4 of 5 thought this review was well written
There are so many great characters and their fantastical realms in the world of the arts. Each are so memorable, and lovable, like Macbeth, a jolly fellow who becomes the ruler of his country through his good deeds, but the malice, and evil of his fellowmen prove to be his downfall. Or Lennie Small, a slow-witted man that proves that there is a place in society for men of his mental handicap with hard work, and determination. On the musical side of spectrum, there are many striking characters, Johnny B Goode, a rock star who dreams of a simpler life in the country, or Ziggy Stardust, a Martian who travels to Earth to show peace and love through clean living, and getting high off Jesus. But the most memorable has to be Aqualung, a homeless alcoholic with pedophilia. No, I'm serious.
Okay, maybe Aqualung isn't so lovable, but his song and of the same name album certainly deserve some love. Perhaps not from Pope Benny anytime soon, but there will be love nevertheless. The common misconception is that Aqualung
is a concept album, either because the booze hound hobo Aqualung is also mentioned in Cross-Eyed Mary
, or because side 2 is mostly an amalgam of all of Ian Anderson's sceptical, vicious views on organized religion. Despite the accumulation of religion hating on side 2, lead singer, songwriter and iconic flutist Ian Anderson has always maintained that they're "just a bunch of songs." Ironically, the Tull's next album would be Thick as a Brick
, the first LP to be one continual song, and, surprise, is
a concept album. This was a result of Ian Anderson's love-hate relationship with the critics, who were the ones who branded it as a concept album. Despite this, it was much love, and little hate for Aqualung
Another misconception, from ones who've never heard it, is that Aqualung
is one of those crazy classic progressive albums. Of course it's not, it's not even a concept album! It can't be pigeonholed into just a classic rock album either, it's somewhere in the middle. There are plenty of hard hitting riffs from Martin Barre, the most famous being Aqualung
, an ominous one dipping the album immediately into a dark mood. But, like the album itself, the song goes through a melodic acoustic and piano lulls, then picking itself up again. None of the songs follow a structure, but Anderson's finely crafted melodies based on a mixture hard rock and folk maintain a familiar mood throughout each song. While earlier Jethro Tull was based on more traditional blues, here it's gritty, in a strange relationship with the gentle folk.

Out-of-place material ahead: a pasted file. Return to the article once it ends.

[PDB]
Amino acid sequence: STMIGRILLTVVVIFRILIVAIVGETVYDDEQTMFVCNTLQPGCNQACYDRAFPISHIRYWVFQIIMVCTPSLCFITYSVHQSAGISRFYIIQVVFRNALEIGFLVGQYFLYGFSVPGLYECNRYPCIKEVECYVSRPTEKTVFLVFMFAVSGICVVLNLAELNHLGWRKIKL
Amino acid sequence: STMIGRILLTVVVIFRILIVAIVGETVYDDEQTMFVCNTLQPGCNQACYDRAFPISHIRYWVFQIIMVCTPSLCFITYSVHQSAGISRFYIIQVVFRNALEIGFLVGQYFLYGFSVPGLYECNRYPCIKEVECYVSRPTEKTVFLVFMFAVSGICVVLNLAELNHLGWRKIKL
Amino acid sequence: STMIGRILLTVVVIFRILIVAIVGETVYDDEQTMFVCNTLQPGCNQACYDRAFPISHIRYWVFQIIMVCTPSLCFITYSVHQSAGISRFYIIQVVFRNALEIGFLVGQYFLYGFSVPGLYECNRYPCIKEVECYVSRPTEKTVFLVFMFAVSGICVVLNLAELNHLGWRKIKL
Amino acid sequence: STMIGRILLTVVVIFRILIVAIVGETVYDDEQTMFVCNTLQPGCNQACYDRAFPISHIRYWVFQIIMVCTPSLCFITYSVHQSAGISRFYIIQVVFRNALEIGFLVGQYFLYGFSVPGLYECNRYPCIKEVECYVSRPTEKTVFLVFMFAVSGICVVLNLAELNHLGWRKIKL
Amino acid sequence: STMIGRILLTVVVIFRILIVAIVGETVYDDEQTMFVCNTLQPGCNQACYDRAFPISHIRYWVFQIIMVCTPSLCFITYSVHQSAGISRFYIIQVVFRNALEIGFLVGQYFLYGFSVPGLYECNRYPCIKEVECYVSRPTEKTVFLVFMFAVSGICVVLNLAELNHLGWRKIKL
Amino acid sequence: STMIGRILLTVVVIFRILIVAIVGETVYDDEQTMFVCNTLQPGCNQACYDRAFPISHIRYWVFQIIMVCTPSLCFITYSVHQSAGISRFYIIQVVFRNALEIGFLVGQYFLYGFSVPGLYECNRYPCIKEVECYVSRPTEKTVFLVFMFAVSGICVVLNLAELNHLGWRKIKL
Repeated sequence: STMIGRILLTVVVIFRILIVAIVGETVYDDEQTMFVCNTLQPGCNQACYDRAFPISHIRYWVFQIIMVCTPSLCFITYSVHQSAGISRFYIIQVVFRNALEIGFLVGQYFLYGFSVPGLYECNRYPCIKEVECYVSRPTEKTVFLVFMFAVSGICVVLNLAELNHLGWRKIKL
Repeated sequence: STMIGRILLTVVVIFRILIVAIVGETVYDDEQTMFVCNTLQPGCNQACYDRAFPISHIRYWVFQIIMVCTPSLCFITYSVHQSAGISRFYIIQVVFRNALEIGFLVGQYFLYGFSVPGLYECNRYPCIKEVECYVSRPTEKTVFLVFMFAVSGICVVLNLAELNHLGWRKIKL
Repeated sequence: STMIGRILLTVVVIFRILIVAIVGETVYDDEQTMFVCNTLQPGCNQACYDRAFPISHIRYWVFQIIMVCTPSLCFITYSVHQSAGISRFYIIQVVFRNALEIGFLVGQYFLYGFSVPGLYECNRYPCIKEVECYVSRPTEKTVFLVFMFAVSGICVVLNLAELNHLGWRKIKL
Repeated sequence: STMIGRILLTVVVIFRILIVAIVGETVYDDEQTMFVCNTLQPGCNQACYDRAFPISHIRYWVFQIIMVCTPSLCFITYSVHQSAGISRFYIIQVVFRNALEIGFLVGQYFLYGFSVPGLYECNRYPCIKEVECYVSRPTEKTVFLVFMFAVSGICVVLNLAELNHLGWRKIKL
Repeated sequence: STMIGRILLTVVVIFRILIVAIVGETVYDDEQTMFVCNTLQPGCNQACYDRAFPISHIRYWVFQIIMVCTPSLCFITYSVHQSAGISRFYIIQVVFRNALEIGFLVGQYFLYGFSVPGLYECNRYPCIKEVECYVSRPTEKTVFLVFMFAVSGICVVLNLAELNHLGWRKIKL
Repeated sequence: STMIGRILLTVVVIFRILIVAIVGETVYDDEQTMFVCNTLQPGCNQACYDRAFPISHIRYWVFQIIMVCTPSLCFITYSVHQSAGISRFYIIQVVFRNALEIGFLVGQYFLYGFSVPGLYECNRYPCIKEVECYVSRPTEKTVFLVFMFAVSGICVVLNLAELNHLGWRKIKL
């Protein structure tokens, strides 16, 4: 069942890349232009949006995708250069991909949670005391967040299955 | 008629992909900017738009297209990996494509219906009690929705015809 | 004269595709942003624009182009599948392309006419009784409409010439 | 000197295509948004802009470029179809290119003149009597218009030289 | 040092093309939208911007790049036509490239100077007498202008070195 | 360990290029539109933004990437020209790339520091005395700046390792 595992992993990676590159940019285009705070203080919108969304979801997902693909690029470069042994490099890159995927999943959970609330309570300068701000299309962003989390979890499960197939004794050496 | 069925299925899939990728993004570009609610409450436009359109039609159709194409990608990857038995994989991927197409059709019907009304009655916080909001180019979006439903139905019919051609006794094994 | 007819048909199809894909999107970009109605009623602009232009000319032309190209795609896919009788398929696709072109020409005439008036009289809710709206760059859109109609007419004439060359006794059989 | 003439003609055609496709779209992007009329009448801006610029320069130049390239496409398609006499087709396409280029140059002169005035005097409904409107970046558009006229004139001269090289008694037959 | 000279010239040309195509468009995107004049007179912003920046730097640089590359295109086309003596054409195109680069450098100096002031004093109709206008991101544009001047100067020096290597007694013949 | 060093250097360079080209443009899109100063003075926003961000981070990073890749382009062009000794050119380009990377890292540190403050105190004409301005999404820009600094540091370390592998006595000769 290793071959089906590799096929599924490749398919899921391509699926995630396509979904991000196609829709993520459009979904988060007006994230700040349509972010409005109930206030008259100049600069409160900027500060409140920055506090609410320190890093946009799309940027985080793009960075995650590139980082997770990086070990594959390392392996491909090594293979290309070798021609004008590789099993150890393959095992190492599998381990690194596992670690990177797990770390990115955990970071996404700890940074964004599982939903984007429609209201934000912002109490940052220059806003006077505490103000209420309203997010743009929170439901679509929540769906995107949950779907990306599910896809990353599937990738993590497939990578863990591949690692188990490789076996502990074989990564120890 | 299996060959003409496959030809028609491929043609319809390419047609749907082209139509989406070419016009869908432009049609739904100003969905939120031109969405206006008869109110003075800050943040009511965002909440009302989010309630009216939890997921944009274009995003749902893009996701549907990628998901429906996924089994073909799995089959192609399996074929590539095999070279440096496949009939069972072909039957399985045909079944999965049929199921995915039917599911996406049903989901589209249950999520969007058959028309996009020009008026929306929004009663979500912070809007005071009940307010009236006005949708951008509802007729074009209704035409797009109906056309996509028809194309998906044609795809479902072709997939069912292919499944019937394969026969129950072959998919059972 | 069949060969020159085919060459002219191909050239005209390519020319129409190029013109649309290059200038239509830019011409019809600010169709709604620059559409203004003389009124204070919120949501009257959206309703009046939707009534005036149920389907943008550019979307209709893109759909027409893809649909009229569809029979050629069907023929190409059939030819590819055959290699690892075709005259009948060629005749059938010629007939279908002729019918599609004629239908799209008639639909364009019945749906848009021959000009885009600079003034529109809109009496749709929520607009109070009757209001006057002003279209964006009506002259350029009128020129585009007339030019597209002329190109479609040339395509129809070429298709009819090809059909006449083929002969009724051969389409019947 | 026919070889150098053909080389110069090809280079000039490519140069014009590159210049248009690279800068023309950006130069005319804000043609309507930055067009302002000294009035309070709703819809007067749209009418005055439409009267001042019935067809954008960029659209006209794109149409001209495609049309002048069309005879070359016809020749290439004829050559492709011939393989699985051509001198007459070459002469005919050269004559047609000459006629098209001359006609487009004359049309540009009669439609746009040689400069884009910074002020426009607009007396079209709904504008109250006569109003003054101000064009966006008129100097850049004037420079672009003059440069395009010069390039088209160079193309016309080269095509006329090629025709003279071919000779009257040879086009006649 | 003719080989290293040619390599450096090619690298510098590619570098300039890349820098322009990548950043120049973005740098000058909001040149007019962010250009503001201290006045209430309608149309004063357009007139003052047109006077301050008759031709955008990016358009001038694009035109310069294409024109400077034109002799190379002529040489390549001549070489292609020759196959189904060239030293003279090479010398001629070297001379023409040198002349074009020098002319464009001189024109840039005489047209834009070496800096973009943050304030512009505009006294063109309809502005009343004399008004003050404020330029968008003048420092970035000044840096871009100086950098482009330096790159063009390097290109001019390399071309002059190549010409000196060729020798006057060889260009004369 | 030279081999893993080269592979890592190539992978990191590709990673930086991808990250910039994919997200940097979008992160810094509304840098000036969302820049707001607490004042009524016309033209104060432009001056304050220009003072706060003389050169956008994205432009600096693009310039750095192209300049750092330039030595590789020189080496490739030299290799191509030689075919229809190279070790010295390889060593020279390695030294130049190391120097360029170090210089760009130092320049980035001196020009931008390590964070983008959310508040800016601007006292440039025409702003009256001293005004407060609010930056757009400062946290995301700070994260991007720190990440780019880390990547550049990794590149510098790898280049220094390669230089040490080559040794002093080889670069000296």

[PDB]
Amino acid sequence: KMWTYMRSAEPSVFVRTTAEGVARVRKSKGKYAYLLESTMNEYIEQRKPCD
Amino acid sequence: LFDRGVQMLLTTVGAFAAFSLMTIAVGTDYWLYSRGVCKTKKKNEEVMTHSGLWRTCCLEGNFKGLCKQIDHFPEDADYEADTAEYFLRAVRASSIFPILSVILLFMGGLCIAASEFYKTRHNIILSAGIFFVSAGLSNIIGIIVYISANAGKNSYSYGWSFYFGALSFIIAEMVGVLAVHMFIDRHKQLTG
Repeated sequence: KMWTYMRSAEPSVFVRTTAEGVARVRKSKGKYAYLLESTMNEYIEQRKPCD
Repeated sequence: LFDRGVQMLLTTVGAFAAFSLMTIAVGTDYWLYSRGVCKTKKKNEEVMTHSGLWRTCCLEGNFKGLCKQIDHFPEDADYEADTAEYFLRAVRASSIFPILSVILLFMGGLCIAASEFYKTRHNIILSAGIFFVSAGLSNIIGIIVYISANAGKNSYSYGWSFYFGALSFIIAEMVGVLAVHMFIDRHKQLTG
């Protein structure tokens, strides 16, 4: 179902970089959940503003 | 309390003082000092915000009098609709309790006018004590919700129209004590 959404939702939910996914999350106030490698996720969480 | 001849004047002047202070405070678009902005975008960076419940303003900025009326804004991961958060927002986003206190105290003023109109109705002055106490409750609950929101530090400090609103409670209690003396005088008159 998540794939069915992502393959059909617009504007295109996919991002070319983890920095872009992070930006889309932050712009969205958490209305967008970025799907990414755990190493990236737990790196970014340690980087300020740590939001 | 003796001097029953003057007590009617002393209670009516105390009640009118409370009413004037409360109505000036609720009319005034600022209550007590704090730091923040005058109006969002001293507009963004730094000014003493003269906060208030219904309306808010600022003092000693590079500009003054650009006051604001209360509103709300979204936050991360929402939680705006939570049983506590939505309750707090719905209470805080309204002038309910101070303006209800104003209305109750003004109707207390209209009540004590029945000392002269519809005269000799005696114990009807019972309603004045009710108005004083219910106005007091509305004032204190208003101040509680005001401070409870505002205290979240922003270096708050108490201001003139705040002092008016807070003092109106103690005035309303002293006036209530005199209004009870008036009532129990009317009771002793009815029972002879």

All the grittiness aside, the base of the songs is almost always just an acoustic guitar and a piano, like their other works of the surrounding time. It even sounds somewhat old fashioned, I kept expecting to hear a synthesizer or ridiculous amounts of percussion at some point, but the album stays true to its signature Jethro Tull sound. Despite the "wimpy" instruments being the base of Jethro Tull's musical pyramid, Aqualung
is packed with energy. The apex of the energy is of course when Anderson whips out his firm, noodling rod and begins to fiddle about with it, emitting shrill bursts of energy in the passion of his touching... Uh, you know, the flute solos... They're short and somewhat unexpected, peeping in for a second like in the epic My God
. Amidst the intensity of the song, a mixture of the distorted guitars and John Evans' booming piano, Anderson's flute pokes in and out, until finally the music comes to a halt and finally shines in a solo backed by Gregorian-like chants. Unlike Jethro Tull's other flute-oriented songs, the instrument's performance is less based on melody and more on sheer vigour.
Going through musically moody, dark songs, or the short solely acoustic ones, serving like interludes, and not focusing on the subjects of social outcasts or religious orders, Aqualung
is neither a conventional, "classic" rock, or a conventional progressive rock one. Whichever anyone would want to classify it, it's in its own category of Jethro Tull's unique socially-charged fusion of folk, progressive, hard/blues rock. Maybe it's because everyone makes fun of Ian Anderson's flute that it gets misunderstood. They just wish theirs' was as big as his...